Fields of Study: Modern French History, European Cultural and Intellectual History, Violence, Decolonization, Gender
Office: Zulauf 710
Education: Ph.D., Cornell University, 2011
My research centers on the effects of World War II’s violence on the intellectual history of postwar France and Western Europe. In my first book project, I relate the history of a movement of prominent Nazi concentration camp survivors who engaged in a decade-long campaign against the continued existence of the “concentration camp universe” in the postwar world. Declaring themselves “natural specialists” in human suffering by virtue of their past bodily experiences, these men and women put the Soviet Gulag on trial and conducted on-the-ground investigations from Spain to China to French Algeria, pioneering a visceral language of opposition to forced labor and political detention that shaped the development of global human rights activism. My book uses the movement’s rich and at times troubling history to explore broader questions about the relationship between traumatic memory and political action in the aftermath of atrocity. I have also published articles on torture, terror, and sexual politics during France’s Algerian War, including an essay that received the inaugural Lawrence R. Schehr Memorial Award.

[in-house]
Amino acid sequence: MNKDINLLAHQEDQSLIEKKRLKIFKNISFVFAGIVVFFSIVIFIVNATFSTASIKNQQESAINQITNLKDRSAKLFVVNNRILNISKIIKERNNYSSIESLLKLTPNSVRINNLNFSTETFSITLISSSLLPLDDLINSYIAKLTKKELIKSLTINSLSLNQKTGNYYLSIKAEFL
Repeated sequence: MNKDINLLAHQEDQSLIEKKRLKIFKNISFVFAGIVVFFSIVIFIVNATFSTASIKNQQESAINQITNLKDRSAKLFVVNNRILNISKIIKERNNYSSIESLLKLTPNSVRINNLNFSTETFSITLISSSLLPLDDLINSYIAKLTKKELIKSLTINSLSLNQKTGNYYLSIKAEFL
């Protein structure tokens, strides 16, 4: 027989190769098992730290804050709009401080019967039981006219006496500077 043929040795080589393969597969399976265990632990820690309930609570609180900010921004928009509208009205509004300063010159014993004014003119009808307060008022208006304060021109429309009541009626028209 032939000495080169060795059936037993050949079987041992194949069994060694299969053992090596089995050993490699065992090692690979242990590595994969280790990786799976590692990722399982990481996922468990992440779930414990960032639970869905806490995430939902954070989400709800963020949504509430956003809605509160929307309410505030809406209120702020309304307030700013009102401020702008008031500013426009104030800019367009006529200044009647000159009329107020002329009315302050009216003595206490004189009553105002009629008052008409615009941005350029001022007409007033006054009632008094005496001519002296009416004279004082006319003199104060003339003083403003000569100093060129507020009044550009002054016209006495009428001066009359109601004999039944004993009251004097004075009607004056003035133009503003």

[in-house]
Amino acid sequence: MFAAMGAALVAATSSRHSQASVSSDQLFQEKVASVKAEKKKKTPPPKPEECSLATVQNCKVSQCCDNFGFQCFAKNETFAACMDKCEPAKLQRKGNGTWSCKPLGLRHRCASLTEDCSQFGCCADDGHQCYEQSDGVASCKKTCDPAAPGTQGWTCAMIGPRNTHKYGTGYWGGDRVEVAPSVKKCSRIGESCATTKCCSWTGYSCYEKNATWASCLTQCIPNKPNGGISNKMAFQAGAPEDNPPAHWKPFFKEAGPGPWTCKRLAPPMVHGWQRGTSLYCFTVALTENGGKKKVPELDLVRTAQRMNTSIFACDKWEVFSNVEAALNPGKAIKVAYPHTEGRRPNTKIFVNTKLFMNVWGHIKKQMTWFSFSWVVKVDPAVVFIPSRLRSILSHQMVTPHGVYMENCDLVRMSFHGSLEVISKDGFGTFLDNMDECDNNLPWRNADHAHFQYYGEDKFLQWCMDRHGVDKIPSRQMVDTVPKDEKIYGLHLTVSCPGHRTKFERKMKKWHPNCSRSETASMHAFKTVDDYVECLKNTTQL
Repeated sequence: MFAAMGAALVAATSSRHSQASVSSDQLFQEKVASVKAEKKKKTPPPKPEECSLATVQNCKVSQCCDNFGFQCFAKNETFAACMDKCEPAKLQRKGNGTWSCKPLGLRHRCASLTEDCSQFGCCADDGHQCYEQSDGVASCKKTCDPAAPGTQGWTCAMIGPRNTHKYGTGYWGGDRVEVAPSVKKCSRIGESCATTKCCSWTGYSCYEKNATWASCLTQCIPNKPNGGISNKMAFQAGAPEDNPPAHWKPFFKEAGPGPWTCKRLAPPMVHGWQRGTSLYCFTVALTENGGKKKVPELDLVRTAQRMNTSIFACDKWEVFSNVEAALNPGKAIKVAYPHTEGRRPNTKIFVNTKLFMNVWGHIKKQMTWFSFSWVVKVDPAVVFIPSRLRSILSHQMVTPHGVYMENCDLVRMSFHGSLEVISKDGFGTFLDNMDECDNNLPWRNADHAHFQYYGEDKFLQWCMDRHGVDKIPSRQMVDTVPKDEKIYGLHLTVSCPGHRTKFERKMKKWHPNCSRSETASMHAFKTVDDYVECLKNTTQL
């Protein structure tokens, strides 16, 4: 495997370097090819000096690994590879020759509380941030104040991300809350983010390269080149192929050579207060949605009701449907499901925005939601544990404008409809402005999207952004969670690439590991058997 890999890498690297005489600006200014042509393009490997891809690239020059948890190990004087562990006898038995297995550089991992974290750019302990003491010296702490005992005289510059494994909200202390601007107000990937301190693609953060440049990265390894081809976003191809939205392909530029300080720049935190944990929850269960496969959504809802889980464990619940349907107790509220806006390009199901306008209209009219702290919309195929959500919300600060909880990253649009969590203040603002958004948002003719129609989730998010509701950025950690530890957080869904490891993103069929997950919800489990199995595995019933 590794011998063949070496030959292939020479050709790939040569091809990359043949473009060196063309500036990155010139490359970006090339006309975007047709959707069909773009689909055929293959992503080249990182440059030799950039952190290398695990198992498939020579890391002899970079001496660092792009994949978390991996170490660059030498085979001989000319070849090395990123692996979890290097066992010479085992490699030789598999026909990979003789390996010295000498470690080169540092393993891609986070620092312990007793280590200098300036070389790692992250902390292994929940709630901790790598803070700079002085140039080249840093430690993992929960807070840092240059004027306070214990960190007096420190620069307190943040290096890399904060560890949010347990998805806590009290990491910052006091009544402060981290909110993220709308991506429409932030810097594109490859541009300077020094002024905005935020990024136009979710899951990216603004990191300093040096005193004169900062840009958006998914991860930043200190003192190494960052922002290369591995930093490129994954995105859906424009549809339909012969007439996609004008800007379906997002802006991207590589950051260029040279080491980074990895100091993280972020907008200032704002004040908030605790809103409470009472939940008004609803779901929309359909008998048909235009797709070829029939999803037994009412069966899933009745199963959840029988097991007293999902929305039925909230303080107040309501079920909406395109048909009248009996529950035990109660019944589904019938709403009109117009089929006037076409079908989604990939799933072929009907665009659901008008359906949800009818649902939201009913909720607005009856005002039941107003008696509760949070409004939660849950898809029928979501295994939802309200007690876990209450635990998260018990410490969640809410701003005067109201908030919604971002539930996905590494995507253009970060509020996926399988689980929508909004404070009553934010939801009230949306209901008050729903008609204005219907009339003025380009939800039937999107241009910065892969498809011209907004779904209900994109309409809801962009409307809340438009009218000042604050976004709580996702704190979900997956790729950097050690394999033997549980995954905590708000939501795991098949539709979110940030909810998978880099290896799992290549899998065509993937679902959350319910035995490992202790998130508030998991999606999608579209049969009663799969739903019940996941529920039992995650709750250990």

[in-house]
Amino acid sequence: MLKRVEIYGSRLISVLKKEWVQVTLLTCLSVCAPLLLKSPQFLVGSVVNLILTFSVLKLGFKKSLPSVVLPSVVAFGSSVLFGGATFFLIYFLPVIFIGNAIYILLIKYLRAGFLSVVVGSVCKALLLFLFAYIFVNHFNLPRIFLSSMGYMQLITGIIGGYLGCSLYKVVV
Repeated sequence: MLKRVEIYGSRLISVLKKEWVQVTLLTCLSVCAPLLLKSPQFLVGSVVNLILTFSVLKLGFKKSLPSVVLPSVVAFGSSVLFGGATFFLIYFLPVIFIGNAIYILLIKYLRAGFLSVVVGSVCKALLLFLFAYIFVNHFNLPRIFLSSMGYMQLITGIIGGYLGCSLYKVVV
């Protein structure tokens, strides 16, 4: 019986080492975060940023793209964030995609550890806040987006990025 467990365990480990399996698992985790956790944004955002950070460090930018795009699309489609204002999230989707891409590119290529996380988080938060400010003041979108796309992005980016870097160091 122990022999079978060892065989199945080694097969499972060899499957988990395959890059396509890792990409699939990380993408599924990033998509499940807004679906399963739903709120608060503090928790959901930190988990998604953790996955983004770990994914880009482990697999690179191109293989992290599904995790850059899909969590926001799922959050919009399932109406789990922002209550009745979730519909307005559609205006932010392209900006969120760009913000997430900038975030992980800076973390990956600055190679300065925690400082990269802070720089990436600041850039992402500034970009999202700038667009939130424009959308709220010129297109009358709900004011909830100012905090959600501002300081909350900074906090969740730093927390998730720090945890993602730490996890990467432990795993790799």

“From Auschwitz to Algeria: The Mediterranean Limits of the French Anti-Concentration Camp Movement, 1952-1959.” Forthcoming in French Mediterraneans, eds. Patricia Lorcin and Todd Shepard (Lincoln: University of Nebraska Press).
“In the Shadow of the Concentration Camp: David Rousset and the Limits of Apoliticism in Postwar French Thought.” Modern Intellectual History, April 2014 (11: 1), 147-173.
“From the Torture Chamber to the Bedchamber: French Soldiers, Anti-War Activists, and the Discourse of Sexual Deviancy in the Algerian War (1954-1962).” Contemporary French Civilization, Summer 2013 (38: 2), 131-153. Recipient of the Lawrence R. Schehr Memorial Award.
“A War of Words over an Image of War: The Fox Movietone Scandal and the Portrayal of French Violence in Algeria, 1955-56.” French Politics, Culture & Society, Spring 2012 (30: 1), 46-67.
My teaching interests include courses on modern European and French history, intellectual history, and the history of French overseas empire, as well as thematic classes related to violence, justice, memory, and religious minorities in modern Europe.
HIST 112 - Western Civilization Since 1815
HIST 295 - Historical Methods
HIST 312 - France Since 1815
HIST 328 – Europe Since 1945
HIST 339 – French Overseas Empire
HIST 640 – Aftermath of Conflict